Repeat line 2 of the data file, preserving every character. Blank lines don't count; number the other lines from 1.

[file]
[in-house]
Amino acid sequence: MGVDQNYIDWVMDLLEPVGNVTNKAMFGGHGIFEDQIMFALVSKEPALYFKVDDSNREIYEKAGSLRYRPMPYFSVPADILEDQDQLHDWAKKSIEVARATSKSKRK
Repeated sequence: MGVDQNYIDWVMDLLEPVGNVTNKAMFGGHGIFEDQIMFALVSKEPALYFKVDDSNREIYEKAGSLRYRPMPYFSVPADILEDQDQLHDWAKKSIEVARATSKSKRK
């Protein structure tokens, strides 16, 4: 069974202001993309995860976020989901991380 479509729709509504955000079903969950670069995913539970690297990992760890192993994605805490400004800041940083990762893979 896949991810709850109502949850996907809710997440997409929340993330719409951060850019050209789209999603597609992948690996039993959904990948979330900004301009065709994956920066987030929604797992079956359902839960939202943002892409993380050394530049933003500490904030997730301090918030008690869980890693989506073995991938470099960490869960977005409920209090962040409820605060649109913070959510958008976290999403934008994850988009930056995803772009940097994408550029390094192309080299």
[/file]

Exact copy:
Amino acid sequence: MGVDQNYIDWVMDLLEPVGNVTNKAMFGGHGIFEDQIMFALVSKEPALYFKVDDSNREIYEKAGSLRYRPMPYFSVPADILEDQDQLHDWAKKSIEVARATSKSKRK